Coach Spoelstra communicating with players from the sideline during a game.
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Erik Spoelstra always appreciated the unique nature of the opportunity, not just for someone with his unconventional beginnings, but for anyone. That was apparent from the official opening of the Big Three era and even several weeks later, just before Christmas 2010, when he was chatting casually on the court of the U.S. Airways Center after a comfortable victory against the Phoenix Suns.

By then, the Heat had recovered from a surprisingly rocky beginning and had begun to roll, with 13 victories in 14 outings, on their way to 21 of 22. By then, Spoelstra had already survived two flashpoints when, if he’d been in some other organization, he might have been relieved of his responsibilities for some perceived greater good: The first came as the Heat were recruiting LeBron James and Chris Bosh over the summer, the second after “Bumpgate” and reports of a player insurrection accompanied a 9-8 start.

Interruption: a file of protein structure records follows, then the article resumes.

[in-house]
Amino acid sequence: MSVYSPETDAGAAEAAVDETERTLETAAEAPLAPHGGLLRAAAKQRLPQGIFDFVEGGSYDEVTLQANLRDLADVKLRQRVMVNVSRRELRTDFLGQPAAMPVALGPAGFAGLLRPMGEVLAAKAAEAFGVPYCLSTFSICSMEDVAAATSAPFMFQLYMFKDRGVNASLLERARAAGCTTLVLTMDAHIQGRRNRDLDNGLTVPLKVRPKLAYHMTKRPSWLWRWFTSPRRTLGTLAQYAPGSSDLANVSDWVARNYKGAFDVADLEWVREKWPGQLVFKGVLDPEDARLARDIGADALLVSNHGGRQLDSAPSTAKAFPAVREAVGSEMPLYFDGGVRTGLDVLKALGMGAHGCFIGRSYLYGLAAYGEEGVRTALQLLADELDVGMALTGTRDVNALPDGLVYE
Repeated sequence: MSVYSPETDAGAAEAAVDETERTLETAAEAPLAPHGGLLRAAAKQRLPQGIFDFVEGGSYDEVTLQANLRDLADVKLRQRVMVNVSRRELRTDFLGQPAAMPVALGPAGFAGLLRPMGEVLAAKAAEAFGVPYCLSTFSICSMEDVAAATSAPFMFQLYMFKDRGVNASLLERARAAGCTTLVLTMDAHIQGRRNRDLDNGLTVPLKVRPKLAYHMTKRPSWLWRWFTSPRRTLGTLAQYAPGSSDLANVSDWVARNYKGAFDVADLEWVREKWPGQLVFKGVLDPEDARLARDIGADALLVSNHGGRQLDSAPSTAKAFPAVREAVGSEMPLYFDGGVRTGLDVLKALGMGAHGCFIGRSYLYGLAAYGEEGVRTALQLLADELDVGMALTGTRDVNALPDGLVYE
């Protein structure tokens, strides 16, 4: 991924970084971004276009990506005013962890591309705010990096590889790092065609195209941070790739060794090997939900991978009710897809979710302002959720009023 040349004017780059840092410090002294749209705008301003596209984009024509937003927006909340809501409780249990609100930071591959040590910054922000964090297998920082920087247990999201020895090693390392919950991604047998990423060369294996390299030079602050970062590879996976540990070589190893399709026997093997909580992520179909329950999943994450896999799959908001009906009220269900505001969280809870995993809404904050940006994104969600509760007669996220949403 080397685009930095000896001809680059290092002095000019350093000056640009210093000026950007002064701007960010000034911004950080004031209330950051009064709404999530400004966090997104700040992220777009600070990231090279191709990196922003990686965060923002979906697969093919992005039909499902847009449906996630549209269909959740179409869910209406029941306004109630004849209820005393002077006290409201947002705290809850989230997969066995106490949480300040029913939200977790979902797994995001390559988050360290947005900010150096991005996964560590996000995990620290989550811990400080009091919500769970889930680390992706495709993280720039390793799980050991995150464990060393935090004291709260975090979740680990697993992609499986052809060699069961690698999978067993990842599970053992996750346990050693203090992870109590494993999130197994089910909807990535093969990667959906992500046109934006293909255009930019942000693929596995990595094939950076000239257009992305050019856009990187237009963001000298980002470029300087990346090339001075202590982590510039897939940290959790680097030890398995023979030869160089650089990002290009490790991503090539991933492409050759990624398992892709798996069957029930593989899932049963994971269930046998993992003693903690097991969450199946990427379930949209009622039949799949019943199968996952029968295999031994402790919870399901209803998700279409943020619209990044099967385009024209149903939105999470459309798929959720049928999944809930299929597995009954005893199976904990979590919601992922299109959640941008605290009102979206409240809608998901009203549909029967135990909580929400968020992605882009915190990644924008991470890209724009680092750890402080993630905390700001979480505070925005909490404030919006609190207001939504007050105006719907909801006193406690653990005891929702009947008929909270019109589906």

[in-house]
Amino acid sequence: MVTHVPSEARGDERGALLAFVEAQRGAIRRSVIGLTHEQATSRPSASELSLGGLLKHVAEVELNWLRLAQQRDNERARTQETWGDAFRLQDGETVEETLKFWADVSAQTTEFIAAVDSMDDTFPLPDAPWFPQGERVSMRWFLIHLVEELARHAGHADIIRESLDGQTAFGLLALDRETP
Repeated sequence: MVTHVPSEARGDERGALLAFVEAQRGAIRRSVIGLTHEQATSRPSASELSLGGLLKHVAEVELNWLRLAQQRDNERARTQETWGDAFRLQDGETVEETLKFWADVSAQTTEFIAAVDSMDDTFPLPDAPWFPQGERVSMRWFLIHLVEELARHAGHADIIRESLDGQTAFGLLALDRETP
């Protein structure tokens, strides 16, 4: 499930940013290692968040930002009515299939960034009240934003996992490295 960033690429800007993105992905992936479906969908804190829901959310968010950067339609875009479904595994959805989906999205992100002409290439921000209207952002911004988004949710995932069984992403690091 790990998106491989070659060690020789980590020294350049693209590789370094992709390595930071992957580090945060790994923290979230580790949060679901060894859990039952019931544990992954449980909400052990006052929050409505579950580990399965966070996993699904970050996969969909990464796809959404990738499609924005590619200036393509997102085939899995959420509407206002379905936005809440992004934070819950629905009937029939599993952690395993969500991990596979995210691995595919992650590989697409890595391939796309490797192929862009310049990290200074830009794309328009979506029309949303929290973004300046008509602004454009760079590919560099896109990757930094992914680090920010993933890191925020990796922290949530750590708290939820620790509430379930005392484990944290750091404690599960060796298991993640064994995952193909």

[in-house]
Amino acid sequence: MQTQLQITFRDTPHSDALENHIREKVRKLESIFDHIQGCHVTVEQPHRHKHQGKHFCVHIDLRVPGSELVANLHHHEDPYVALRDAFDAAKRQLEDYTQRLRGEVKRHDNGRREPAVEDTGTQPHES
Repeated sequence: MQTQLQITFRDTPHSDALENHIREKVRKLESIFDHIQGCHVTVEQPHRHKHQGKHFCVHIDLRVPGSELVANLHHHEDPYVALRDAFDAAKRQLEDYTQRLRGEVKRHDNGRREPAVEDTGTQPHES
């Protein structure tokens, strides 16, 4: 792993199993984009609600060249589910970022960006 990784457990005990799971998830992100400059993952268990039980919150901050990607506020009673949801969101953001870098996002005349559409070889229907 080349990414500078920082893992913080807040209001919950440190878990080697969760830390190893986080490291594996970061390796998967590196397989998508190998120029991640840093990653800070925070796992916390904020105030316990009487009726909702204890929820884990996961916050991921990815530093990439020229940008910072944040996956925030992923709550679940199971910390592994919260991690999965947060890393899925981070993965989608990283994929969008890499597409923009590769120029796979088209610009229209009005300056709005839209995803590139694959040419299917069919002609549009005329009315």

And there would be plenty of controversies and supposed calamities to come, with failures in two NBA Finals sandwiching two championships. Still, through it all Spoelstra rarely appeared shaken, let alone stirred. That self-security seemed to stem from a simple, soothing realization that the former video coordinator shared that night in Phoenix: “The way I look at it, I’ll be able to look back in 25 years and know that I coached this team.”

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